Inez was very traumatized by a violent night in their home when she was just 2 1/2 years old and was even more significantly traumatized by the sudden loss of her mother. Alice is not allowed contact with her children (yet). Inez and her mommy, were very bonded, like two peas in a pod, and Inez continues to grieve the loss of her mommy in significant ways.

Inez‘s behaviors reflect her trauma and her grief. She is fun and funny, very active and very creative, imaginative, and dramatic. She is also easily frustrated and lashes out physically and verbally. It has all gotten so much better over the years, but when she started Kindergarten last year, she was a frantic mess in the classroom. She had to leave her beloved preschool program and then enter the chaos of a classroom of 22 noisy children. The transition sent her poor neurological system back to a time of terror and grief. She was in constant fight or flight reaction for most of every day.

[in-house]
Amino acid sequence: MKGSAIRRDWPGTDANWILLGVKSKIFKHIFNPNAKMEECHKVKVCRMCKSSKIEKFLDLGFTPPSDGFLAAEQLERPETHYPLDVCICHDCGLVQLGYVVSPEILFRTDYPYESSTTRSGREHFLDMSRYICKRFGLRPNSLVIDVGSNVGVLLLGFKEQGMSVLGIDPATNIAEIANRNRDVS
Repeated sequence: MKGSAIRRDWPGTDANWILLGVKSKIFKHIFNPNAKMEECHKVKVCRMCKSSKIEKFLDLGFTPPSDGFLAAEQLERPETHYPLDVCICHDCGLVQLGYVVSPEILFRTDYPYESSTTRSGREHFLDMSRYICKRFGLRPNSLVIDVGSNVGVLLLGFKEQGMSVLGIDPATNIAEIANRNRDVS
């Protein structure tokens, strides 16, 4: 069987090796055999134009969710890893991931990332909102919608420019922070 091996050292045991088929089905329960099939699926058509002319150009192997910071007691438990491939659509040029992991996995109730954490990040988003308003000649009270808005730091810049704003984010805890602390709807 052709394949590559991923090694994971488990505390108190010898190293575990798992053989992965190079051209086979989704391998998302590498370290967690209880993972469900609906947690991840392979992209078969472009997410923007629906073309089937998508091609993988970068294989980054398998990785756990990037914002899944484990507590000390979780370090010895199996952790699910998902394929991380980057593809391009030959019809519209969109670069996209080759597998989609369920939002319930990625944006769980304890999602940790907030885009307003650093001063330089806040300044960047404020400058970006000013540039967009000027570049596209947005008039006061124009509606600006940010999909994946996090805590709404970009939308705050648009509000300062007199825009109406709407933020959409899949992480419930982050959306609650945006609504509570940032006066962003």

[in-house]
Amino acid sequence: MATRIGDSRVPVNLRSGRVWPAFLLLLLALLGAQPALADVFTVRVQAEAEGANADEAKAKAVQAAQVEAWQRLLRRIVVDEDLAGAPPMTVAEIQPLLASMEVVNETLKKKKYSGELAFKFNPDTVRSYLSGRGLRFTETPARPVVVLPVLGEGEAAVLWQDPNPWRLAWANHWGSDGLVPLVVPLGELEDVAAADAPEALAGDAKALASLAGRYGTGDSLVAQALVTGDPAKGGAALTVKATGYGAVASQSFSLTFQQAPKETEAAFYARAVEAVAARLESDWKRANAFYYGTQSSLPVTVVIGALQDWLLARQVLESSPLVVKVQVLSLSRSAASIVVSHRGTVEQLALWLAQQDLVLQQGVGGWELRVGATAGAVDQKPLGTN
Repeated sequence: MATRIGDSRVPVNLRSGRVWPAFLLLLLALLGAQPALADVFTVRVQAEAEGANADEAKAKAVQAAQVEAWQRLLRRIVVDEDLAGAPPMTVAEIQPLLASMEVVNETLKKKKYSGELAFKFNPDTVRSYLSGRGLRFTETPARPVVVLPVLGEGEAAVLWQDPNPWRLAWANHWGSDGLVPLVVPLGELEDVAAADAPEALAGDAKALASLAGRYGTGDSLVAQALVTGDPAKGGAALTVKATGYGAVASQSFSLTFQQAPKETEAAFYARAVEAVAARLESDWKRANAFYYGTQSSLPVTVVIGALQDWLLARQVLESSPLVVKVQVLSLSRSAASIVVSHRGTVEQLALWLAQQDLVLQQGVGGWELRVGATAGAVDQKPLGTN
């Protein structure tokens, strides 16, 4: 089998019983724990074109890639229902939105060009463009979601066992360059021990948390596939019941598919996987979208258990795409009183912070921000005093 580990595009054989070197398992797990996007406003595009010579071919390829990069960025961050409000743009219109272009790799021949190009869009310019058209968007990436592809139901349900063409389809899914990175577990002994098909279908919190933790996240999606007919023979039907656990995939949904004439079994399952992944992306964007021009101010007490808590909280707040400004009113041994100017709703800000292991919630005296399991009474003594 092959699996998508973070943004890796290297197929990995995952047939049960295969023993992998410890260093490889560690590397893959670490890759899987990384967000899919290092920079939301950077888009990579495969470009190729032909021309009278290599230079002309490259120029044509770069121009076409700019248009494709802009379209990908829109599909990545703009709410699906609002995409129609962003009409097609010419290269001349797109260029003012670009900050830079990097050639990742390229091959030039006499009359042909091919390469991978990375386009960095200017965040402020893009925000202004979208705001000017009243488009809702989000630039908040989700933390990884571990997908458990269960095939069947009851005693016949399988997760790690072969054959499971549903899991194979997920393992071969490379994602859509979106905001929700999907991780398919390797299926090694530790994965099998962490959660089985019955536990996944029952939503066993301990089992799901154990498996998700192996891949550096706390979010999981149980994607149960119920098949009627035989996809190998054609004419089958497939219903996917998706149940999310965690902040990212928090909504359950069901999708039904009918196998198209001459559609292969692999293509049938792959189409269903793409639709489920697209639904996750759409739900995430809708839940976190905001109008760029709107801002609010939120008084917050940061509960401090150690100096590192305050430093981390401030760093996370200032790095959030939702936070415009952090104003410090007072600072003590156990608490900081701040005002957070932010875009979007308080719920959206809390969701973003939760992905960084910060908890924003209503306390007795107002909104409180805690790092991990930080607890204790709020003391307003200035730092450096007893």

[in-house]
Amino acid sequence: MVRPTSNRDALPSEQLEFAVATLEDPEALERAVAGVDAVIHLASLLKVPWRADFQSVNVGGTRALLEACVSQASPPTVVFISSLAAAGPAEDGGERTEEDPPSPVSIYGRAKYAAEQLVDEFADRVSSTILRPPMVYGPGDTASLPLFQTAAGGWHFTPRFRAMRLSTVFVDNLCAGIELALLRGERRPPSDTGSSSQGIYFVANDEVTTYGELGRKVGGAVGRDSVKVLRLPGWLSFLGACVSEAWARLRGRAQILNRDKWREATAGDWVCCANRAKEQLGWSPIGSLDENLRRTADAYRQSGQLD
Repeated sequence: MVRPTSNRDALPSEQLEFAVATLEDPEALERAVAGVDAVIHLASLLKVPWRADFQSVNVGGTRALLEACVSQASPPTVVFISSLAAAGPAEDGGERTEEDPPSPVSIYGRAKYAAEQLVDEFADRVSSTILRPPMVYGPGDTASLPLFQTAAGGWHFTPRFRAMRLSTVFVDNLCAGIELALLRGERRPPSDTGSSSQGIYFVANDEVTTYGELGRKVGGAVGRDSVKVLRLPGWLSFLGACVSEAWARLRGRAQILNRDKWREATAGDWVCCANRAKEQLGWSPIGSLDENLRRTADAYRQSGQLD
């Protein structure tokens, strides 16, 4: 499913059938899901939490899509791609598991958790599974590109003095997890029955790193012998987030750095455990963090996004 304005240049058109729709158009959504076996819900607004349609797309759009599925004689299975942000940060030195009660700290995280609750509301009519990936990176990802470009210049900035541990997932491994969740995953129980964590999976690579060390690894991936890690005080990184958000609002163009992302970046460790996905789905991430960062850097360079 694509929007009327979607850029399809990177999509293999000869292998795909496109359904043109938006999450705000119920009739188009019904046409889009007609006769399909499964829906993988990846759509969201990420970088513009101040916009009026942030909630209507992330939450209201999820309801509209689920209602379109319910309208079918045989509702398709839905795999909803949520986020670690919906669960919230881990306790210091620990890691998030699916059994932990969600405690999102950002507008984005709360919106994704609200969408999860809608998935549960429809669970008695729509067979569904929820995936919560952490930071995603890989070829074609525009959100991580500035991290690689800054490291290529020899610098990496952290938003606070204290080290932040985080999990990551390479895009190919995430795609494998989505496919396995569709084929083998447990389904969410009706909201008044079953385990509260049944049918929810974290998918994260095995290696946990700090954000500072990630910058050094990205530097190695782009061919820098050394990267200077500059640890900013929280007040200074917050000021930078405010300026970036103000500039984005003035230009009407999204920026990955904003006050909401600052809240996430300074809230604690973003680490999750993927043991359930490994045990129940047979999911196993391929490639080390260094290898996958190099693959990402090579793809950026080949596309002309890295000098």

First school

Inez’s first school, of course, picked up on the disruptive behavior and verbalized understanding of why she was acting out, but everything was treated as a behavior issue (time outs, letters of apology, discussions on how to be kind) instead of a trauma issue (what can we do to lessen her triggers, let’s work with her and grandma to create a safe place for her to be when she is feeling triggered, etc). In other words, Inez was given consequences for her behavior instead of therapeutic intervention. I understand so much about the limitations of the schools in terms of resources, space and training, but no one listened to me or allowed me to provide help. They’d stand and nod their heads, then dream up a new “consequence” to help her reflect on the impacts of her behavior to those around her.

I finally asked for an evaluation that would qualify her for an individualized plan. And I enlisted the help of a dear friend who works within the school district to try to mediate our relationship (the school and me).